My dad, to me, was always the iconic grownup. Being a boy, I guess I gravitated toward emulating his behaviors and beliefs rather than my mom’s (she was the one I looked to more for nurturing). Sometime around 16, though, being grown up became exceedingly uncool. This attitude lasted well beyond college for me – not the best career (or dating) move on my part. I believe much of my disdain for being grown up stemmed from my belief that creatives should shun “the establishment” and nothing embodied “the establishment” more than grownups.
A number of years ago, I had the presence of mind to rethink that paradigm and, along with my willing adoption of the grownup mindset and accompanying behaviors, I also chose to redefine what it meant to be an adult. I thought back on what, as a child, I remembered of my dad. He seemed kind, patient, reliable, honest, respectful of men and women and surprisingly inquisitive – never stodgy. I recall how he once stooped down to snap a Milkweed in half and called me over to watch and marvel at the white liquid oozing from the stem. When we went on family vacations he always took the time to explore the old buildings, battlefields, museums and zoos we visited to discover something he didn’t know about before our trip. So much for my assumption that being grown up meant giving up curiosity. There were a number of other characteristics that I associated with adults that I began to debunk as well.
So what does this diatribe on being grown up have to do with in-house design? I’d say that any designer working in an in-house team who eschews adulthood is on the fast track to failure and unhappiness. Corporate culture demands, at the very least, an appearance of maturity but, much more importantly, to succeed in any organized group of human beings with varying interests, skills and agendas, an individual must actually be an adult.
The design profession tends to celebrate youthful rebellion probably because a younger crowd tends to dominate most of the design community’s events and organizations. This is natural because younger professionals most likely have less family (read parenting) obligations and more energy than their older peers. The danger, though, is that the anti-adult mindset may be glorified a bit more than is good for the profession and especially for those designers trying to assimilate themselves into (not succumb to) their host companies.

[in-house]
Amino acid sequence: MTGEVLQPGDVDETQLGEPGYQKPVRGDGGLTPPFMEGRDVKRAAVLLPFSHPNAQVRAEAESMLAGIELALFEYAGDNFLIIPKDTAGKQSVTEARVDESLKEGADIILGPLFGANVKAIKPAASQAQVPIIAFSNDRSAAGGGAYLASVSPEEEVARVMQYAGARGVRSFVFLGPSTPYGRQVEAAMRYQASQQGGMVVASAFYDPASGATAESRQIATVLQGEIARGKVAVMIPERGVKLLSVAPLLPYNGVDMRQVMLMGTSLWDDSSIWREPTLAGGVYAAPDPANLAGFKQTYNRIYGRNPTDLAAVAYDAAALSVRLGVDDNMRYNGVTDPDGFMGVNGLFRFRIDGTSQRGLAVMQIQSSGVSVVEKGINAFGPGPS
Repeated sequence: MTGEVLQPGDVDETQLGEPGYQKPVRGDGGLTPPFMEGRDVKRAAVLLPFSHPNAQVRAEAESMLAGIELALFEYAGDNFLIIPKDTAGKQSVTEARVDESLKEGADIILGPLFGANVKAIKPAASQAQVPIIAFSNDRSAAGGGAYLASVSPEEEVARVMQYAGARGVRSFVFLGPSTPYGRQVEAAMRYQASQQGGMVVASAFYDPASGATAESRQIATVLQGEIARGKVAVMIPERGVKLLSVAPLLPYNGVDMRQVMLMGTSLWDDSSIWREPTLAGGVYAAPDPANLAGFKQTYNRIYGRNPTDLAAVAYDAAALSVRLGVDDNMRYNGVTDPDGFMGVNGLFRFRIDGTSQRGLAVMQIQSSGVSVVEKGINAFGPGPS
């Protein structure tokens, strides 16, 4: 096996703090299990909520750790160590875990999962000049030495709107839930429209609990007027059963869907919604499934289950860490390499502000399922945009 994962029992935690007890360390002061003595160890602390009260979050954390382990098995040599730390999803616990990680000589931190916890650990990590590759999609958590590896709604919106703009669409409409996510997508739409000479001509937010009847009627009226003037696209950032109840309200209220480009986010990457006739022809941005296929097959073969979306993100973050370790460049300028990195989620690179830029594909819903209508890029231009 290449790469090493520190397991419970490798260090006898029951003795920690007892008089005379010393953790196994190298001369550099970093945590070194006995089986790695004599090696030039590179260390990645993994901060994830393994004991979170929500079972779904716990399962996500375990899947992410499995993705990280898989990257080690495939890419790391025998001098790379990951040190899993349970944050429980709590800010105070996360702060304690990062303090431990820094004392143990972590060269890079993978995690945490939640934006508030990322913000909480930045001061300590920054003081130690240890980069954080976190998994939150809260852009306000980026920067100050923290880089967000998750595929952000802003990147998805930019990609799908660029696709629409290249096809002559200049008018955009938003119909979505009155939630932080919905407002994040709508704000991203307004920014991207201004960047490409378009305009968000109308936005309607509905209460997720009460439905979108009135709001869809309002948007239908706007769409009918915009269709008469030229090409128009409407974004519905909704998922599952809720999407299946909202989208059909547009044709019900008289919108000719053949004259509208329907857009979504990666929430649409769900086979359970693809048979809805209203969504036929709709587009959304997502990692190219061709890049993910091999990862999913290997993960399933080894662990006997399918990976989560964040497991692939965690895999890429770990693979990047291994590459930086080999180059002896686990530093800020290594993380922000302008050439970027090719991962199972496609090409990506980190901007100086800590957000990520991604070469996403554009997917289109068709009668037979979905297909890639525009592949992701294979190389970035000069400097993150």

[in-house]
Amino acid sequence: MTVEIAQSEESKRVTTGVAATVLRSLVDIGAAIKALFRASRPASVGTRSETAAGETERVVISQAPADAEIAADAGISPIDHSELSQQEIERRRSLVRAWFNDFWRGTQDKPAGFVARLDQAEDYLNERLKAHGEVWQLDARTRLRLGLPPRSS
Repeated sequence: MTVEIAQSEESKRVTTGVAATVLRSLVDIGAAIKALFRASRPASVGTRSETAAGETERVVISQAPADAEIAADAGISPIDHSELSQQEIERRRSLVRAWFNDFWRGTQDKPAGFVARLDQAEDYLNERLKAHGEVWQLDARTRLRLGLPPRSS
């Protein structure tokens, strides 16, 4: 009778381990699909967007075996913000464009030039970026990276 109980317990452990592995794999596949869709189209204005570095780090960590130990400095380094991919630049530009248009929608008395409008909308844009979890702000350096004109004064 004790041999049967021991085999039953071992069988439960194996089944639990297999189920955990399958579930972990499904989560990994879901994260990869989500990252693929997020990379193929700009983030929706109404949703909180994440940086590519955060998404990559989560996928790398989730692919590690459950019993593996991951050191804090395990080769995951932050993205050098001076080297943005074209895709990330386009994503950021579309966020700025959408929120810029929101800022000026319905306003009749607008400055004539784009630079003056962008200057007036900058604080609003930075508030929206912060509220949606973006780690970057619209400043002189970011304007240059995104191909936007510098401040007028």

To simplify things and keep this post from running longer than it should, I’ve included a list of decidedly grownup attributes that it would be beneficial for an in-house creative to adopt.
- Practice inclusion not exclusion. The us/them mindset may make for dramatic acts of rebellion but it won’t forward your or your company’s best interests
- Check your righteous indignation at the company door
- Put situations into context – Your boss may seem to be acting like a jerk but if you look at the bigger picture and the challenges he’s facing along with the long-term goals he’s trying to achieve, his actions may make more sense
- Look at the world in color, not black and white or right and wrong
- Say what you’ll do and do what you say
- Confront uncomfortable situations respectfully but head-on. Cut out the passive-aggressive crap
- Celebrate the cult of ideas not the cult of personality (with apologies to Stefan Sagmeister and Michael Bierut)
- Know the difference between style and content
- Understand the proper place for self-expression
- Challenge the status quo responsibly
- Put the needs of others above the needs of your ego
- Be honest
- Be patient
- Be fair
- And, most of all, be kind and respectful